31 . They are happy living in this locality. The construction of the house has been done with permanent materials. only an anganwadi. The construction material is better than what they had in their previous houses. All dwelling units have brick walls. mainly as they have the ownership of the house. Yet the residents are satisfied with the way the scheme has turned out. RCC roofs and wooden doors and windows. while many have kept it only cemented. every family has two-roomed dwelling units with separate kitchens. Currently. For windows. but separate kitchen is not available to almost 25 per cent of the respondents. Table 17: Coverage of Households by Physical Infrastructure (% of hh) Infrastructure available to HHs (in %) Road Street lighting Electricity In-situ development Previous IHSDP Housing Housing 33 44 56 64 77 94 Rehabilitation Previous Housing IHSDP Housing 100 9 100 0 100 100 4. There are no hospitals around the colony. some households have invested in metal frames.2. The colony also has no street-lights rendering it unsafe for its residents. there are very poor roads and the available roads are unpaved.In the relocated colony also.3 Quality of Housing In the in-situ development. the housing quality is comparatively better than in the previous housing conditions of these residents. All dwelling units have brick walls. In terms of social infrastructure also the situation is poor with no schools in the area. all the houses now have 2-rooms. nearly 65 per cent households did not have separate kitchens in their house. All the residents have reported the availability of electricity. Many did not change the core design of the house and kept the kitchen outside the house or within the living room. The construction of the house has been done with permanent materials. More than 91 per cent households have reported the lack of roads within the colony. In the relocated site of Mamillaguda. Tiled floor completed in 90 per cent households. RCC roofs and wooden doors. There are no community centres either. In their previous house.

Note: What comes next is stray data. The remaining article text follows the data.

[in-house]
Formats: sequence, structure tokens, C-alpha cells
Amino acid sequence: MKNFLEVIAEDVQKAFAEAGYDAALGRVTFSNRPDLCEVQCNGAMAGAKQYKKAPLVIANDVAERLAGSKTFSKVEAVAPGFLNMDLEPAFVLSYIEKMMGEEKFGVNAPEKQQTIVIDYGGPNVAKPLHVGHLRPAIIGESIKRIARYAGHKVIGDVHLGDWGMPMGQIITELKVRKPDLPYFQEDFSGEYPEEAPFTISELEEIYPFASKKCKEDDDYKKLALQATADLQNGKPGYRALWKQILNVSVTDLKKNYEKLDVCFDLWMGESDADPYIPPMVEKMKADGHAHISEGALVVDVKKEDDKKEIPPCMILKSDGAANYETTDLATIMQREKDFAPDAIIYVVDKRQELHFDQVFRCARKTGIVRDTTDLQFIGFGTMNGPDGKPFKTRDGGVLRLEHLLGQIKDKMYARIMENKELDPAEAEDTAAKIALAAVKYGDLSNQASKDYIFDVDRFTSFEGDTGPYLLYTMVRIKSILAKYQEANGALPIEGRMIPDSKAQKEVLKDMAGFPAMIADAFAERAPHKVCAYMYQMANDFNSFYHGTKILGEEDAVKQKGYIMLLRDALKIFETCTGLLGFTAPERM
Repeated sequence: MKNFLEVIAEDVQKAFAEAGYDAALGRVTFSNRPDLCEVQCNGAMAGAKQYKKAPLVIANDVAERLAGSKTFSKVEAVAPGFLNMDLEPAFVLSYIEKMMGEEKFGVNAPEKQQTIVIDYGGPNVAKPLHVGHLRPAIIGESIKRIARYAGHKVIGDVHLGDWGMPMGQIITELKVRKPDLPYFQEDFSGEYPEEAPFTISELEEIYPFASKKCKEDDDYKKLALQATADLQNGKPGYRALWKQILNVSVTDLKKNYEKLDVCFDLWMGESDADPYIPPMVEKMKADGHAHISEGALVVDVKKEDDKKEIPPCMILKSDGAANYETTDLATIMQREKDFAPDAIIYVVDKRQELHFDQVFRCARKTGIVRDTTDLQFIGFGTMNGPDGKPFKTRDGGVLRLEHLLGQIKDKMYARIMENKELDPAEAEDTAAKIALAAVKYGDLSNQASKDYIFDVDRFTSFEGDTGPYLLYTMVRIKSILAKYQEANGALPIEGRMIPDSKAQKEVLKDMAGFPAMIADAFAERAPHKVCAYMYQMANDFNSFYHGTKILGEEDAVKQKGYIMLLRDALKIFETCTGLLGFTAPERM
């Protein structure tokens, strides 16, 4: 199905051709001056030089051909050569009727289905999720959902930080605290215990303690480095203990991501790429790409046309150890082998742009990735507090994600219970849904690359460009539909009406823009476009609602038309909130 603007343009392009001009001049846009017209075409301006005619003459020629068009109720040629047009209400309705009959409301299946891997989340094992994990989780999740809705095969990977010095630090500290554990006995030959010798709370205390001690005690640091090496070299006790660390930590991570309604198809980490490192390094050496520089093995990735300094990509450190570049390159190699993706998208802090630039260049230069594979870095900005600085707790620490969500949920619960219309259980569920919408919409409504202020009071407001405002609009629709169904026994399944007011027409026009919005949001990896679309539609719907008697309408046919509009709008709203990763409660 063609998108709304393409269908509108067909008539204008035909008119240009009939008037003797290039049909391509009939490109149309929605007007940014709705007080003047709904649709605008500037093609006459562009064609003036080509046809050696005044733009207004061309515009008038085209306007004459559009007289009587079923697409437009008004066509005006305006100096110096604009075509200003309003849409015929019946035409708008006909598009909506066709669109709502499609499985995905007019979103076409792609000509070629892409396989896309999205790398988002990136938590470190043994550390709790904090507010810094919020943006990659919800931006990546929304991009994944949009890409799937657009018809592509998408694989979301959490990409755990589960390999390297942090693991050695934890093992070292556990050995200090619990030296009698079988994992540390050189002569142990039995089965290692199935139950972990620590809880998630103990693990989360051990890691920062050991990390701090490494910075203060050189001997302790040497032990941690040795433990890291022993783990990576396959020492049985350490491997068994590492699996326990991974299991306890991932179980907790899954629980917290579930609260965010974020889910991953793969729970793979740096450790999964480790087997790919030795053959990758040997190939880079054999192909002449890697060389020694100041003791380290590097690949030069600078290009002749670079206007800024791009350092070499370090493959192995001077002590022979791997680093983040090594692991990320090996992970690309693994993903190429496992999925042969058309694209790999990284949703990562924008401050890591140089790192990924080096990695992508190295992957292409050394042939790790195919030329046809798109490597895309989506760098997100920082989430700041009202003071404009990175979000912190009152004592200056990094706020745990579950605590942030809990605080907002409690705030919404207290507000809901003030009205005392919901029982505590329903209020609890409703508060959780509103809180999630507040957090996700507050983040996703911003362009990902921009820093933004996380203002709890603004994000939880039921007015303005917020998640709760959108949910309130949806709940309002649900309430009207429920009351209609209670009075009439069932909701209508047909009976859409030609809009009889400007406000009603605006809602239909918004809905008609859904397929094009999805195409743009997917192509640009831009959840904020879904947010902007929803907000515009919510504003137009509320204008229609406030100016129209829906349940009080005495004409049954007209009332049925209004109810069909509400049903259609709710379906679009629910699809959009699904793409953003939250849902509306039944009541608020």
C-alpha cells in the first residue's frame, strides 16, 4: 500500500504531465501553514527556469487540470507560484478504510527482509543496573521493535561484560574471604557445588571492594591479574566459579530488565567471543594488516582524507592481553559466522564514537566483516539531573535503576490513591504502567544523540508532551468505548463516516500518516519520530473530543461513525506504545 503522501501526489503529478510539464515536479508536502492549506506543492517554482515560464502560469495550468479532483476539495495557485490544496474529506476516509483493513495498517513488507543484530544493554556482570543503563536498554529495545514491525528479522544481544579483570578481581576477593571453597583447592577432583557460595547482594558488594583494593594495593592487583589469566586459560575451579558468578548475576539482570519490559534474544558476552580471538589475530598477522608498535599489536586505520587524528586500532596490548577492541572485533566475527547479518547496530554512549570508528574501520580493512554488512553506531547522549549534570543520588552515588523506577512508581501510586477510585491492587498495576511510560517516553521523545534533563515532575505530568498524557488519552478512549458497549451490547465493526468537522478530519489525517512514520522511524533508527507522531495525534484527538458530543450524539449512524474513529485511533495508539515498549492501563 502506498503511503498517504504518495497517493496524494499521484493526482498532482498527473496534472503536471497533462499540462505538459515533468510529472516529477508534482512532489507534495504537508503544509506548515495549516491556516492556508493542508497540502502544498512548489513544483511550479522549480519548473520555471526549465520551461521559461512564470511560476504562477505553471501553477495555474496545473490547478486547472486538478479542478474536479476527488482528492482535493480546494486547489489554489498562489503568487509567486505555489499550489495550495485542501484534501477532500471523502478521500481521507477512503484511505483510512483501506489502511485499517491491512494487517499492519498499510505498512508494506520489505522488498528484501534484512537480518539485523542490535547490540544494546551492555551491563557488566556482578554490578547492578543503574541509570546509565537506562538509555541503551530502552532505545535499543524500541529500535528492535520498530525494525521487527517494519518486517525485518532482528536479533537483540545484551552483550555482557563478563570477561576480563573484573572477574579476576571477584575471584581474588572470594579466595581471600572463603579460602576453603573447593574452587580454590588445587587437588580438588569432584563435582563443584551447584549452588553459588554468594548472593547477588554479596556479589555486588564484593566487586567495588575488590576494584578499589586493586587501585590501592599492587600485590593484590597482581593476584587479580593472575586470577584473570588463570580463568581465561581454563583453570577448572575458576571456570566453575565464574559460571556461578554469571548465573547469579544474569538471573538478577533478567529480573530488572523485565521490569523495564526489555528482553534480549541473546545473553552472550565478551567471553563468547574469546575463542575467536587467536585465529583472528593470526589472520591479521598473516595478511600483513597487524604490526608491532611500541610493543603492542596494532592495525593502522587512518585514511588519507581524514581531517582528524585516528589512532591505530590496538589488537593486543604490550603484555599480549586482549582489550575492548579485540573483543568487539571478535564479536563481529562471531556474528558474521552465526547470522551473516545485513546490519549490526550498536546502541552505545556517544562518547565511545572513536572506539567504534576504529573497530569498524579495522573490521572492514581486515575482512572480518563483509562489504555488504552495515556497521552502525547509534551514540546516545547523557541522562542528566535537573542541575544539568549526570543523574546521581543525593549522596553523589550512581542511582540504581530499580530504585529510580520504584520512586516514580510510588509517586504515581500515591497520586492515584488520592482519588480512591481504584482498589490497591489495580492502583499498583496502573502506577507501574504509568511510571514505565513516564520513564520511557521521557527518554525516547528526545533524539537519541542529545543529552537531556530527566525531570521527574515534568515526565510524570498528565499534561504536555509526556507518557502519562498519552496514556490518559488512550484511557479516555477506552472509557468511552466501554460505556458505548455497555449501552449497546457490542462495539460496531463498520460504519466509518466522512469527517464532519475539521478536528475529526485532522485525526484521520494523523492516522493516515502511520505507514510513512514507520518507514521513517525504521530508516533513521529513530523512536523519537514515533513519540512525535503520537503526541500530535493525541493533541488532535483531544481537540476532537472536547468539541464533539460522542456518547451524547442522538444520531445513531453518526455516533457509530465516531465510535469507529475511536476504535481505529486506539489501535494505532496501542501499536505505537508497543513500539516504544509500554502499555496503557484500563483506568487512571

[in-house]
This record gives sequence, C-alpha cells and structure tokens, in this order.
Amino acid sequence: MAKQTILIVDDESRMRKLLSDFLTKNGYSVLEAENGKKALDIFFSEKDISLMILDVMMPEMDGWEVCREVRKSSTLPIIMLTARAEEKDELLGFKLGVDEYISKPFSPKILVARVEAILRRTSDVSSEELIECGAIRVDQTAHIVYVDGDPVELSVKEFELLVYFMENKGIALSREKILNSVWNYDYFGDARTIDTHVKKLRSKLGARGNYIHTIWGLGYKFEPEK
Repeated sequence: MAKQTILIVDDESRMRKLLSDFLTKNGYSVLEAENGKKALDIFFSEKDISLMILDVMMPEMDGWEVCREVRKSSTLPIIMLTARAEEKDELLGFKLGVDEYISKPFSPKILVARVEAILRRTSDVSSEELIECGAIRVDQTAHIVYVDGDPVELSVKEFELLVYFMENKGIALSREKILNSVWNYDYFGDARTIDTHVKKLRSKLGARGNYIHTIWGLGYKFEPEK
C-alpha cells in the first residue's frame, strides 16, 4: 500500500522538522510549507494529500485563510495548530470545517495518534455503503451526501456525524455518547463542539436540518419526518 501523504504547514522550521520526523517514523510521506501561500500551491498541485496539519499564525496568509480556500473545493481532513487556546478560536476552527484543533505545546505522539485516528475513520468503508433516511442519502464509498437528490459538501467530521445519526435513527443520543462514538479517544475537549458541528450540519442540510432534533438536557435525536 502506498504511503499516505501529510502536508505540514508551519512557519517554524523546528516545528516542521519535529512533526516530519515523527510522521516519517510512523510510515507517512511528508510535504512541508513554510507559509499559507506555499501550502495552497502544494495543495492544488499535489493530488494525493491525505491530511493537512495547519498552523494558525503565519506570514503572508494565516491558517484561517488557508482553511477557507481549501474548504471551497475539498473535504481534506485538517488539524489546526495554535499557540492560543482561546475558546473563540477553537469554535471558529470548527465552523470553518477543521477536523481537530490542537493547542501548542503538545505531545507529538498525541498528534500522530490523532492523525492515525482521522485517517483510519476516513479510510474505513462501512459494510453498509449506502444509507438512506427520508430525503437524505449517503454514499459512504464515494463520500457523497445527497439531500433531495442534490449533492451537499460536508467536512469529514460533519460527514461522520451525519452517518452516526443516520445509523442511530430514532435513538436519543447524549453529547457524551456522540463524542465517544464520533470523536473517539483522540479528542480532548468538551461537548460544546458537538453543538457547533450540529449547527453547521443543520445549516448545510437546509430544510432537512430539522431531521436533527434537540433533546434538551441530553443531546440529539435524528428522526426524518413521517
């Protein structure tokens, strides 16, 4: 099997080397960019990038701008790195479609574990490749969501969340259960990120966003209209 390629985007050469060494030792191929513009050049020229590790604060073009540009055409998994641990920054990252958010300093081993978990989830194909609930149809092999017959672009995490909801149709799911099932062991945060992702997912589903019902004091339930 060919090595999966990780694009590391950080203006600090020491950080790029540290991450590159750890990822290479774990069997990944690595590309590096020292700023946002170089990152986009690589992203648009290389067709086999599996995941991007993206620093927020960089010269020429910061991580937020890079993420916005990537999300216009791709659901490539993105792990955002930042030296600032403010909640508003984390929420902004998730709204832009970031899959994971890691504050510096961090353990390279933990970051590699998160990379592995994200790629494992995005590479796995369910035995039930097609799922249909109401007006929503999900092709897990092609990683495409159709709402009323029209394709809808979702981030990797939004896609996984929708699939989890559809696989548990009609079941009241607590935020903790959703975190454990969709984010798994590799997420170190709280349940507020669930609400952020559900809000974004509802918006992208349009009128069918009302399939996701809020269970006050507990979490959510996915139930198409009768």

Residents have experienced an increase of 27 per cent in the total monthly expenses of the households.2. The highest expense increase was seen in electricity consumption. 32 .Figure 4-1: Relocated IHSDP housing in Mamillaguda Figure 4-2: Site plan for Nalgonda Source: From Greater Hyderabad Municipal Corporation office 4. as many more households have got legal connections.4 Expenditure pattern Being an in-situ development. With in-situ development. expenditure increase in transportation is the least. Food expenses have seen a fall by 6 per cent in its share. as expected the expenses of the households did not undergo much change in terms of share of different overheads to total expenditure.